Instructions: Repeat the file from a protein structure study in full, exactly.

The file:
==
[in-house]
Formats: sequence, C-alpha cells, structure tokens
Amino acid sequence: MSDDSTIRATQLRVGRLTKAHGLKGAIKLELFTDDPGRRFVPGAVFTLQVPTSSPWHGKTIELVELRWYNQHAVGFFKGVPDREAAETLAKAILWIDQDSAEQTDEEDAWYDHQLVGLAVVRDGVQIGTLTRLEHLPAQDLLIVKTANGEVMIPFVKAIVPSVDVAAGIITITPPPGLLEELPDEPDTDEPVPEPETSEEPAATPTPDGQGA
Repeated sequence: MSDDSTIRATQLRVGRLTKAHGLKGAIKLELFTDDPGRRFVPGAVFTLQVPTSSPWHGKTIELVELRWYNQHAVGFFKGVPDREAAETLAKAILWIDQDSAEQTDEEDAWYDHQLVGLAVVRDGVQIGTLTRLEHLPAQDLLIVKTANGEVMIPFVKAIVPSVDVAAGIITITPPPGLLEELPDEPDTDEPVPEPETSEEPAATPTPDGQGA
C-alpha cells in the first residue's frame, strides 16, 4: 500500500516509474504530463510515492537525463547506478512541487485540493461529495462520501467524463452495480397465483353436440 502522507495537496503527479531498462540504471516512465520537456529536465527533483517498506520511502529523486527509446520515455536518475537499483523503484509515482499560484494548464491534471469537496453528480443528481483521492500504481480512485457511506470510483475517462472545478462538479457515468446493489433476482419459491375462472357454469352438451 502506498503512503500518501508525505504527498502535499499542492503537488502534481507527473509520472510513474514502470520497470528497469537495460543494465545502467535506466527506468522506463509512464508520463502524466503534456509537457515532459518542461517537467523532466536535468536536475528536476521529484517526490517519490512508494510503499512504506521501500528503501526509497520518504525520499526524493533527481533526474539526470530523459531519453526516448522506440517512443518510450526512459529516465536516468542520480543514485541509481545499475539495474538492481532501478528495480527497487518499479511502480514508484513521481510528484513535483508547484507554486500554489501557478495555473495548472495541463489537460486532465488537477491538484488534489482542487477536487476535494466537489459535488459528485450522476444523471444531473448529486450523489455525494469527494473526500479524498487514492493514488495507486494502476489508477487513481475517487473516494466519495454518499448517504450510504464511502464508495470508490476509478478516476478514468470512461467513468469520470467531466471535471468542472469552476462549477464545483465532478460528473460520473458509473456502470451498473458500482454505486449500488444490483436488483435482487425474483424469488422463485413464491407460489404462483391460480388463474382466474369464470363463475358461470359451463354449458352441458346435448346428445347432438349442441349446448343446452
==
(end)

[in-house]
Formats: sequence, C-alpha cells, structure tokens
Amino acid sequence: MSDDSTIRATQLRVGRLTKAHGLKGAIKLELFTDDPGRRFVPGAVFTLQVPTSSPWHGKTIELVELRWYNQHAVGFFKGVPDREAAETLAKAILWIDQDSAEQTDEEDAWYDHQLVGLAVVRDGVQIGTLTRLEHLPAQDLLIVKTANGEVMIPFVKAIVPSVDVAAGIITITPPPGLLEELPDEPDTDEPVPEPETSEEPAATPTPDGQGA
Repeated sequence: MSDDSTIRATQLRVGRLTKAHGLKGAIKLELFTDDPGRRFVPGAVFTLQVPTSSPWHGKTIELVELRWYNQHAVGFFKGVPDREAAETLAKAILWIDQDSAEQTDEEDAWYDHQLVGLAVVRDGVQIGTLTRLEHLPAQDLLIVKTANGEVMIPFVKAIVPSVDVAAGIITITPPPGLLEELPDEPDTDEPVPEPETSEEPAATPTPDGQGA
C-alpha cells in the first residue's frame, strides 16, 4: 500500500516509474504530463510515492537525463547506478512541487485540493461529495462520501467524463452495480397465483353436440 502522507495537496503527479531498462540504471516512465520537456529536465527533483517498506520511502529523486527509446520515455536518475537499483523503484509515482499560484494548464491534471469537496453528480443528481483521492500504481480512485457511506470510483475517462472545478462538479457515468446493489433476482419459491375462472357454469352438451 502506498503512503500518501508525505504527498502535499499542492503537488502534481507527473509520472510513474514502470520497470528497469537495460543494465545502467535506466527506468522506463509512464508520463502524466503534456509537457515532459518542461517537467523532466536535468536536475528536476521529484517526490517519490512508494510503499512504506521501500528503501526509497520518504525520499526524493533527481533526474539526470530523459531519453526516448522506440517512443518510450526512459529516465536516468542520480543514485541509481545499475539495474538492481532501478528495480527497487518499479511502480514508484513521481510528484513535483508547484507554486500554489501557478495555473495548472495541463489537460486532465488537477491538484488534489482542487477536487476535494466537489459535488459528485450522476444523471444531473448529486450523489455525494469527494473526500479524498487514492493514488495507486494502476489508477487513481475517487473516494466519495454518499448517504450510504464511502464508495470508490476509478478516476478514468470512461467513468469520470467531466471535471468542472469552476462549477464545483465532478460528473460520473458509473456502470451498473458500482454505486449500488444490483436488483435482487425474483424469488422463485413464491407460489404462483391460480388463474382466474369464470363463475358461470359451463354449458352441458346435448346428445347432438349442441349446448343446452